Parasite interactions with dendritic cells and macrophages: Implications for cutaneous Leishmaniasis caused by Leishmania amazonensis

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Parasite interactions with dendritic cells and macrophages: Implications for cutaneous Leishmaniasis caused by Leishmania amazonensis

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dc.contributor.advisor Lynn Soong en_US
dc.creator Hai Qi en_US
dc.date.accessioned 2011-12-20T16:04:36Z
dc.date.available 2003-04-10 en_US
dc.date.available 2011-12-20T16:04:36Z
dc.date.created 2003-04-09 en_US
dc.date.issued 2003-03-26 en_US
dc.identifier.other etd-04092003-232134 en_US
dc.identifier.uri http://hdl.handle.net/2152.3/94
dc.description.abstract Protozoan Leishmania is an important human pathogen that affects millions people worldwide. Investigation of experimental Leishmania infection in mice has been instrumental to our understanding of interactions between the parasite and the host immune system. Previous studies have established the model of Th1-Th2 paradigm: gamma interferon (IFN-g)-secreting Th1 cells protect the host from developing progressive diseases, while interleukin (IL)-4-producing Th2 cells drive the disease pathogenesis. Focused on L. amazonensis infection in mice, this dissertation study is mainly intended to understand the cellular mechanism underlying the generation of parasite-specific Th2 cells and to ascertain the role for IFN-g in parasite-macrophage interactions. We showed that L. amazonensis parasites infected and activated dendritic cells (DCs), a population of phagocytic antigen-presenting cells specialized in activating naïve T cells. We found that DCs from susceptible or resistant mice differentially responded to amastigotes in CD40-dependent cytokine production and that amastigote-infected DCs favor Th2 priming in susceptible but not resistant mice. IFN-g is believed to be crucial for activating macrophages to kill intracellular parasites such as L. major. However, we found that L. amazonensis amastigotes but not promastigotes could not only survive but also replicate better in IFN-g-activated macrophages. The promastigote was evidently killed in IFN-g-activated macrophages. On the other hand, macrophages activated with IFN-g and LPS were able to limit intracellular amastigote replication. When tested in vivo, endogenous IFN-g apparently exerted minimal effects on the course of amastigote infection. It is likely that IFN-g plays a bidirectional role during L. amazonensis infection: when optimally coupled with other factors, it can activate macrophages to control parasite infection; while in the absence of such synergy, it would promote amastigote propagation by itself. Collectively, results presented in this dissertation have pointed to the unique ability of L. amazonensis amastigotes to modulate host immune system to the advantage of their own survival. en_US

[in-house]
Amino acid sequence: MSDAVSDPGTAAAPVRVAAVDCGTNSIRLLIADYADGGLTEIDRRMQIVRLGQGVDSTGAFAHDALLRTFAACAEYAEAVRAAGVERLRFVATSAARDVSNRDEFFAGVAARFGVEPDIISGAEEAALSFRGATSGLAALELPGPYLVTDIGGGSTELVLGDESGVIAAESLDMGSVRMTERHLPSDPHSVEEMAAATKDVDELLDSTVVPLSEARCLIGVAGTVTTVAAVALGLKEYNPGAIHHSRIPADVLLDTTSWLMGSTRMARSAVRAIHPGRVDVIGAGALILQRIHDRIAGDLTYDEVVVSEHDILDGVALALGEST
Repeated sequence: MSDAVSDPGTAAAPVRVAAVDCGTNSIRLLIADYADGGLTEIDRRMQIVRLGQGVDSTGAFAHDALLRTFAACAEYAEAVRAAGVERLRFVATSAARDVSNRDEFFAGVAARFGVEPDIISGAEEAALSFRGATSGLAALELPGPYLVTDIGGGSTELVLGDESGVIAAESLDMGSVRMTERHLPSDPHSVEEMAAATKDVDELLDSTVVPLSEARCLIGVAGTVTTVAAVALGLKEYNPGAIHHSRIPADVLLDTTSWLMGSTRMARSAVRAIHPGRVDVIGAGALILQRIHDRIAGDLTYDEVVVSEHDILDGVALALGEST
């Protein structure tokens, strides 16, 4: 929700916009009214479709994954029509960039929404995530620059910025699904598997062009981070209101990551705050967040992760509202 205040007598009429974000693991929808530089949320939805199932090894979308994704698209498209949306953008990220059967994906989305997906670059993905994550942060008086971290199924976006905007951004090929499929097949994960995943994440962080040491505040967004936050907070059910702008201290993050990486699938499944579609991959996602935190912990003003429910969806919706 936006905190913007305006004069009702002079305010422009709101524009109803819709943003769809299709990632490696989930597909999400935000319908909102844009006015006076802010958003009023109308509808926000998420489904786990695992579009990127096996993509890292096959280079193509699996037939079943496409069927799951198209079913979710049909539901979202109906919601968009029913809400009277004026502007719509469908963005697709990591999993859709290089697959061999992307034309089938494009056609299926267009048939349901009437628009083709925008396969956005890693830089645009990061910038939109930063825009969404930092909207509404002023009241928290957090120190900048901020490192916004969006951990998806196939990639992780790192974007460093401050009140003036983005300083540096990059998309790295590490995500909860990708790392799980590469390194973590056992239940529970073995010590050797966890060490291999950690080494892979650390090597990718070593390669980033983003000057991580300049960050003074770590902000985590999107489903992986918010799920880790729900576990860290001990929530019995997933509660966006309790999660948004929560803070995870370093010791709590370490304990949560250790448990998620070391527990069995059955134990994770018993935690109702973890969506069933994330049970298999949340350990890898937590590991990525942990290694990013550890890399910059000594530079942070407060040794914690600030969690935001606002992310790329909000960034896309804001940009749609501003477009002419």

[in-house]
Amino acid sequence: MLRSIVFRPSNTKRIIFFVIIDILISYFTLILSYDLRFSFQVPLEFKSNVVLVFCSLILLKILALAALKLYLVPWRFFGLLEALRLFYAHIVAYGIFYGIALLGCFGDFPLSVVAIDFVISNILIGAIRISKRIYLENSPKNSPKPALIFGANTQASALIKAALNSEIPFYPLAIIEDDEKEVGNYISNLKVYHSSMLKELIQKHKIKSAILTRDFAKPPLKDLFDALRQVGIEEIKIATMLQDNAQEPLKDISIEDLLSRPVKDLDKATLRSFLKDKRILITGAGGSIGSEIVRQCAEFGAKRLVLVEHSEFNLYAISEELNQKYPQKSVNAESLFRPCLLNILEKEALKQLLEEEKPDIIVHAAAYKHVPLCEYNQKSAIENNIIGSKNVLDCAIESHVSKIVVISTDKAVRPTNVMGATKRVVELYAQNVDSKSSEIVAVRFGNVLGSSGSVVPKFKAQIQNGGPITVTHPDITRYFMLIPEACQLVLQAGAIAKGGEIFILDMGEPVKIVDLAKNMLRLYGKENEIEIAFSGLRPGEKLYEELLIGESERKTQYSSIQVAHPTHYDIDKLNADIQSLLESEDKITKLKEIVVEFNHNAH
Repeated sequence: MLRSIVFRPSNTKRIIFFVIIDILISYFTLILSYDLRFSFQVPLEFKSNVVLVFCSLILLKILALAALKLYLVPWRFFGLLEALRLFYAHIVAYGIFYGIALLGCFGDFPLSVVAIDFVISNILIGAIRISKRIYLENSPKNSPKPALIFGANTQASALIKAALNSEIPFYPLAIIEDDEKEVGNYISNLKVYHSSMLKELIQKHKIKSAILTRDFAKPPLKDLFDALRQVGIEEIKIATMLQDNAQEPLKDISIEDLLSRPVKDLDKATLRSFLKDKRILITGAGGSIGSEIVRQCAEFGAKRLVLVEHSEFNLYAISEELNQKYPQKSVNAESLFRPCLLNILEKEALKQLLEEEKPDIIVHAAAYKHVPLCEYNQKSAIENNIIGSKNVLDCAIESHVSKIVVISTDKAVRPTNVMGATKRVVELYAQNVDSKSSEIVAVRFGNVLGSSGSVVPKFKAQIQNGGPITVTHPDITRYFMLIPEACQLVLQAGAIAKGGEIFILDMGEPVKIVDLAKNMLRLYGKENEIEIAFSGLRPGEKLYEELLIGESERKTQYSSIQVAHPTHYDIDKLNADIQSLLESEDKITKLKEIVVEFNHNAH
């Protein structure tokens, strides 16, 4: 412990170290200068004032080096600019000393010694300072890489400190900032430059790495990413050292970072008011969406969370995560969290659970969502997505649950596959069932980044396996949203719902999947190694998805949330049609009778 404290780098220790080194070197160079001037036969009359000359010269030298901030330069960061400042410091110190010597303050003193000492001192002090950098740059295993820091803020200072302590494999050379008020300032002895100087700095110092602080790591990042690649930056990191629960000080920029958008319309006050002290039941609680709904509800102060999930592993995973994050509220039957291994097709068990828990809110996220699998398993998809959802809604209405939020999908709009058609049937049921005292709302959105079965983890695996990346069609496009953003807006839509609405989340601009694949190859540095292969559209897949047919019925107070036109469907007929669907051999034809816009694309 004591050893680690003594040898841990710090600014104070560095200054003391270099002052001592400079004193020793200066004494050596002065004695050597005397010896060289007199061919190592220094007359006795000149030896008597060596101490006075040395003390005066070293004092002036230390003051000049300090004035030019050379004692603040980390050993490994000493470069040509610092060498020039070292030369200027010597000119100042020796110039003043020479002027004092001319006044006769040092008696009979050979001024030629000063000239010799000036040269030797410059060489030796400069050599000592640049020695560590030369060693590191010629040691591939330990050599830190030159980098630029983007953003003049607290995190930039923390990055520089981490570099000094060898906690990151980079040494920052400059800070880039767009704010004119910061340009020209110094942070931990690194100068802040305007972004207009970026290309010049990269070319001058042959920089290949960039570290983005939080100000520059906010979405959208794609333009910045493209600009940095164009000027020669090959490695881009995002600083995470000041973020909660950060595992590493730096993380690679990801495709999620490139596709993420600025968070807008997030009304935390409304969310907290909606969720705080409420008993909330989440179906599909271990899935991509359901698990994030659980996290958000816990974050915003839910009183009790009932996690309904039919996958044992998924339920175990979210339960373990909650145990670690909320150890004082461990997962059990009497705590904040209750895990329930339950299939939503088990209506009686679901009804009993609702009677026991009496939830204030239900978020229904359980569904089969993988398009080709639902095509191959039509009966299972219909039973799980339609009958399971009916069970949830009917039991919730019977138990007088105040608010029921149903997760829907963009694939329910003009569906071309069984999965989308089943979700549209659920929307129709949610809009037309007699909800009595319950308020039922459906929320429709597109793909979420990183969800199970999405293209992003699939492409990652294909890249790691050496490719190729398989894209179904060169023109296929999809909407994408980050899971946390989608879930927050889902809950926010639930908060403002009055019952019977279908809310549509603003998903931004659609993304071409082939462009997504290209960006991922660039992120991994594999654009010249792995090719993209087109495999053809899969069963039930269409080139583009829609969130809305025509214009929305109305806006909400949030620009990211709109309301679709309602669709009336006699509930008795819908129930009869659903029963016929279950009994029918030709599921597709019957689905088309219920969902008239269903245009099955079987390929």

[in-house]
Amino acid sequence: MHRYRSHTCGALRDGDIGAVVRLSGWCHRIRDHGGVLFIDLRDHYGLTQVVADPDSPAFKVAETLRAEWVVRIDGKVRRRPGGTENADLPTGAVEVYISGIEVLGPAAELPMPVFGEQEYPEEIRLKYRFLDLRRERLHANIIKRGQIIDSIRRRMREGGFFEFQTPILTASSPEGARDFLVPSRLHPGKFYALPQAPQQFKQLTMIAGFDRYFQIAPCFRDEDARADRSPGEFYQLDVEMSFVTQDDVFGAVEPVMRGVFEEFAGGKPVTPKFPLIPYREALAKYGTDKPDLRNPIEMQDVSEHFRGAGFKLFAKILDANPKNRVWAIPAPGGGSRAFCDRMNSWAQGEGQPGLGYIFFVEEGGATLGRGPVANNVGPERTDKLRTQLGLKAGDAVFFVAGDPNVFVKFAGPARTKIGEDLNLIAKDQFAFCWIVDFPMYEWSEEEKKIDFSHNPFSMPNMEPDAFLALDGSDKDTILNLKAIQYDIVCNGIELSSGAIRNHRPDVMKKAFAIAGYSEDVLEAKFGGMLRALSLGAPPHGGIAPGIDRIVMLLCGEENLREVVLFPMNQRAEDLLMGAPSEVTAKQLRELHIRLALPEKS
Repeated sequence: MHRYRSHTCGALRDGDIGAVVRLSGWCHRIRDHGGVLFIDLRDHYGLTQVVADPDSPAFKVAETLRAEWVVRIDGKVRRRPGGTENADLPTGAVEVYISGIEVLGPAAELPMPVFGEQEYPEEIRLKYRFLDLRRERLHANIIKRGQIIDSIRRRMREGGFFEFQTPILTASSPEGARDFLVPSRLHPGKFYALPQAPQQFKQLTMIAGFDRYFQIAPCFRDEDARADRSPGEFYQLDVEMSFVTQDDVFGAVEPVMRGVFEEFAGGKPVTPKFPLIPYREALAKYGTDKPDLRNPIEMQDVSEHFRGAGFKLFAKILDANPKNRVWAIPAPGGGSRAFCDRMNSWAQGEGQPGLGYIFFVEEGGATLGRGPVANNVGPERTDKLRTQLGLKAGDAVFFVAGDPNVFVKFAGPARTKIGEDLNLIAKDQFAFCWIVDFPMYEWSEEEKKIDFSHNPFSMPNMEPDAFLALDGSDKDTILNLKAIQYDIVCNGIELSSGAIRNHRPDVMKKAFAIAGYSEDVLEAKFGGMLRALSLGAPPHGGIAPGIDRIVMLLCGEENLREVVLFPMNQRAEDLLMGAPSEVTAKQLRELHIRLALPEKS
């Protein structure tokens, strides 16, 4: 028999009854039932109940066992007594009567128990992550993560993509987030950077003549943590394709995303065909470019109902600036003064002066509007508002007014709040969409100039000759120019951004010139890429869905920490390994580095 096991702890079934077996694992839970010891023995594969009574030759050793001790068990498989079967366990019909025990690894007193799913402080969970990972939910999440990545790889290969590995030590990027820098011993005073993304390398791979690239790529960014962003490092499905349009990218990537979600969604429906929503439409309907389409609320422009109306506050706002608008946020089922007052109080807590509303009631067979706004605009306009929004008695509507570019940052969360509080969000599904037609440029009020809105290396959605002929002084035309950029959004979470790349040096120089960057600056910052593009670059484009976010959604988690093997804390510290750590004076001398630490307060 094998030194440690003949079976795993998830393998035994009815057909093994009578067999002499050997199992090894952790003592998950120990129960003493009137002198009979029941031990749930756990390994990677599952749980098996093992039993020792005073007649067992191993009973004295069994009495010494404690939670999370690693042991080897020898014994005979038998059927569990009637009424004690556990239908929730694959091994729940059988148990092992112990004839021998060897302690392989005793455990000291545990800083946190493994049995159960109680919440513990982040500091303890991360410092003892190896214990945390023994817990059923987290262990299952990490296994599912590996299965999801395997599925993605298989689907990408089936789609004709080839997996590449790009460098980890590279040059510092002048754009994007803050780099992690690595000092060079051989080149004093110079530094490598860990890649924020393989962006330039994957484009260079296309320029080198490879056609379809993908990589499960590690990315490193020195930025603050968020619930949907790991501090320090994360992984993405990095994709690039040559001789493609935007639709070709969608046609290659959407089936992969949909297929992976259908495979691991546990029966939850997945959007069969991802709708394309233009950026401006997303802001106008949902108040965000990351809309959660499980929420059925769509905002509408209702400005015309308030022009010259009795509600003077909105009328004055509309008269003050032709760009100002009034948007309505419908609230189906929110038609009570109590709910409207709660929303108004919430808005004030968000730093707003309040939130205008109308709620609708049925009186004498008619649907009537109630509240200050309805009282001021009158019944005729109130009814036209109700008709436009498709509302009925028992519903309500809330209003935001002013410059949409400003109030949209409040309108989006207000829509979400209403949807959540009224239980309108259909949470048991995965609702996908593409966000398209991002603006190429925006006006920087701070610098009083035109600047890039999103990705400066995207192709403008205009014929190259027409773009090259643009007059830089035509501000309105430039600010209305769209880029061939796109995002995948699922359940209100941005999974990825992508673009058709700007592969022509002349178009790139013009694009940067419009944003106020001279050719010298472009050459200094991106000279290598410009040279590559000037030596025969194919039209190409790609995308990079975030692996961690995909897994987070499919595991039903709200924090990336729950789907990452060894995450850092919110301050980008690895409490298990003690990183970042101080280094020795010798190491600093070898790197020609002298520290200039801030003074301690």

dc.format.medium electronic en_US
dc.language.iso eng en_US
dc.rights Copyright © is held by the author. Presentation of this material on the TDL web site by The University of Texas Medical Branch at Galveston was made possible under a limited license grant from the author who has retained all copyrights in the works. en_US
dc.subject Th cells en_US
dc.subject T cells en_US
dc.subject protozoan parasites en_US
dc.subject macrophages en_US
dc.subject Leishmania en_US
dc.subject dendritic cells en_US
dc.subject cytokine en_US
dc.title Parasite interactions with dendritic cells and macrophages: Implications for cutaneous Leishmaniasis caused by Leishmania amazonensis en_US
dc.type.material text en_US
dc.type.genre dissertation en_US
thesis.degree.name PhD en_US
thesis.degree.level Doctoral en_US
thesis.degree.grantor The University of Texas Medical Branch en_US
thesis.degree.department Pathology en_US
dc.contributor.committeeMember Vivian L. Braciale en_US
dc.contributor.committeeMember Rolf Konig en_US
dc.contributor.committeeMember Joseph M. Vinetz en_US
dc.contributor.committeeMember David M. Mosser en_US
dc.contributor.committeeMember Barbara L. Doughty en_US

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